I’ve used Flickr for more than ten years – since before it became part of Yahoo – and it basically defined my sense of what a web application is. Features like tags, friends, followers, RSS, nice URLs and geo-tagging were’t all new, but Flickr was where I first saw them expressed clearly and cohesively.

Flickr’s had something of a revival in the last couple of years, delivering thoughtful new designs for key pages and a suite of good mobile apps – but the overall product direction seems off to me, and I find that I’m returning to it out of nostalgia more than for pleasure. Every time I use it, more questions arise for me about where it’s headed and how it could be ‘saved’, and so I’ve dumped them here for examination.

Who is Flickr for?

  • The audience for a combined photostream – mostly individual photos uploaded in more or less real time – has gone elsewhere, and I honestly don’t think Flickr could wrest it back from Instagram even if they devoted all their energy to doing so.

  • Normal People who create photo sets of specific personal events (weddings, trips, kids’ birthdays) are probably largely satisfied by Facebook and, to a lesser extent, Google+. Could – and should – Flickr go after these people? Until about three years ago, almost all of my friends’ weddings were documented on Flickr, but very few have been since. Even allowing for the reduction in wedding frequency because everybody’s OLD now, that’s still not a great sign. And none of those Married People are putting kid photos on Flickr, either.

  • For the most part, the only people in my circles who still use Flickr regularly are Serious Photographers (or at least people with Serious Cameras). Many of the recent changes – including the decision to retain the prominent display of camera-related metadata, which I appreciate – indicate that Flickr recognises photo nerds as a core part of their audience, but these types of users have other options now too, and probably want more from Flickr than they used to.

  • As it stands, I’m suspicious of Flickr’s “1 terabyte of free storage”. I don’t know why, or really how, I should use it, and I don’t like the implication that I should be un-selective about what I upload to Flickr, even if those uploads ARE private by default. I certainly don’t want to auto-sync my iPhone photos – and what about RAW files from my proper camera? What about edited versions? How does it compare with Carousel, which is also designed to overlay display features over an undifferentiated folder of photos?

  • Does anybody use Galleries? There are photos with millions of views and hundreds of faves that have never been added to a gallery. It took me a few minutes to remember how Galleries differ from Albums or Groups, which isn’t really a good sign. I would kill (or bury) that feature for clarity.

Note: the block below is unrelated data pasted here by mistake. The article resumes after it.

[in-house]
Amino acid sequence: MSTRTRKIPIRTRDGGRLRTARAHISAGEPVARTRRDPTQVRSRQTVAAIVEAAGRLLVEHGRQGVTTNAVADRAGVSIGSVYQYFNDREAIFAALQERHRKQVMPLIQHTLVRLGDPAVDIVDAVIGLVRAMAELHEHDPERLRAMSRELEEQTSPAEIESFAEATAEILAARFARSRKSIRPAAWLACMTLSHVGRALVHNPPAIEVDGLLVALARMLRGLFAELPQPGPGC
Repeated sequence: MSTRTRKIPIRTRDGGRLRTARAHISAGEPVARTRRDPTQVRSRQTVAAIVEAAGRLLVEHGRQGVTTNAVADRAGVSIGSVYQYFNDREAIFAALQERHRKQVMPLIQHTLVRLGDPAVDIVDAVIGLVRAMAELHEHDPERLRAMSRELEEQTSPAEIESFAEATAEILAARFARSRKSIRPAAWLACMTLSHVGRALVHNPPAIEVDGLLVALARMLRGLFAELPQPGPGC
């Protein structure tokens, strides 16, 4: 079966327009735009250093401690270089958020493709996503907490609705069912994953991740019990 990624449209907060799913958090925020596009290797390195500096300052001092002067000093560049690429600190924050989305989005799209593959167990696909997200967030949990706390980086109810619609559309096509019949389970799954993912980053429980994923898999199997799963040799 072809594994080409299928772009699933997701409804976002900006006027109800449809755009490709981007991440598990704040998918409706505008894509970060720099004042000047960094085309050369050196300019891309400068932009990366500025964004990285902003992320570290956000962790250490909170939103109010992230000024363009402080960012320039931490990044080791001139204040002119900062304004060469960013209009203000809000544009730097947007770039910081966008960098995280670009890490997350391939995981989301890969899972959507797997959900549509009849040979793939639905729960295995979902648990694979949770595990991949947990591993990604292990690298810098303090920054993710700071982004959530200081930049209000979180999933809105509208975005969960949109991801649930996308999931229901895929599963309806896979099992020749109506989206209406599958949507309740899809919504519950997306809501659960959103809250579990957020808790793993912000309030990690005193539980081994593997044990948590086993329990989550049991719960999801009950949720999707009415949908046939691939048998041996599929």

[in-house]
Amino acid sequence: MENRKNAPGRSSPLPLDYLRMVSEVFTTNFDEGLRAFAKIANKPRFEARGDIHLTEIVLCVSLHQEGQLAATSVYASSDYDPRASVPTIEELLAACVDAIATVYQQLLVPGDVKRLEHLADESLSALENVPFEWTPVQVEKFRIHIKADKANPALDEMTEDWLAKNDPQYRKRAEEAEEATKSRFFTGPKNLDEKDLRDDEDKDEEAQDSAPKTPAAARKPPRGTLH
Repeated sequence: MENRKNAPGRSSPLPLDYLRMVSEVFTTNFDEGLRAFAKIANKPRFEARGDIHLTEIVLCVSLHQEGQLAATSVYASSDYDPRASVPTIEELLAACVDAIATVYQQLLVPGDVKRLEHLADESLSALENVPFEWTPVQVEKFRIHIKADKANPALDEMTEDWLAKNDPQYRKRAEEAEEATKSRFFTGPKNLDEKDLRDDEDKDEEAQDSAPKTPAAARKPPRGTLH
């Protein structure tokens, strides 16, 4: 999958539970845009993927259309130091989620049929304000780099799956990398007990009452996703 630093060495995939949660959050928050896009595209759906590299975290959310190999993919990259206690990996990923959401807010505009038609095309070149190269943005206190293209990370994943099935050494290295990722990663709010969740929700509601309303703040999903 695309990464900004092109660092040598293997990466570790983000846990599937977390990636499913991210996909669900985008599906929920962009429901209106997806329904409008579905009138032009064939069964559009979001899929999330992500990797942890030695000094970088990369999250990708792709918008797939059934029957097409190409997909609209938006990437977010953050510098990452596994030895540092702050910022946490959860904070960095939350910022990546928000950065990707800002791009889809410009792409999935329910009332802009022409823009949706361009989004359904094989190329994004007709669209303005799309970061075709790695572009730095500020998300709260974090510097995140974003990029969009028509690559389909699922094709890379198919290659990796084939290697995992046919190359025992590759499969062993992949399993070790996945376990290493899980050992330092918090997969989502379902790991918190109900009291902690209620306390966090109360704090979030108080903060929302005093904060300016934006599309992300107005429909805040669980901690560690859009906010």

What are the opportunities?

  • Apple’s shared Photo Streams are kind of amazing, and not really replicated elsewhere as far as I can tell. Is there an opportunity here, given that Flickr exists primarily in the platform-neutral territory of the web?

  • Flickr is up against startups like Exposure and Storehouse that offer something that’s both more and less than a Flickr photo set. I’m not convinced there’s a huge market for this kind of thing, and I haven’t really enjoyed my experience of either of those apps, but there’s almost certainly something interesting there. I’m confident that Flickr could design and execute something competitive, perhaps lighter on the ‘narrative’ thing, and angled even more explicity towards photo nerds.

  • The door is still open on cloud storage / backup of photos. I’m sure that’s why Flickr’s 1TB offer exists, but they need to be more definitive about the hows and whys.

Design and branding

  • The Yahoo brand is poison, and the Yahoo nav bar on Flickr’s homepage is just… I cry. Surely it has an overall negative impact on Flickr users’ impression of Yahoo as a company, and it certainly impedes my enjoyment of Flickr. I don’t see who’s winning here.

  • There are some very nice aspects to the recent redesign, and the attention to detail is very good, but it’s also very dark and densely packed, which I don’t enjoy personally – and which makes it feel very un-Flickr-ish. Anecdotally, other long-term Flickr users seem to feel the same way.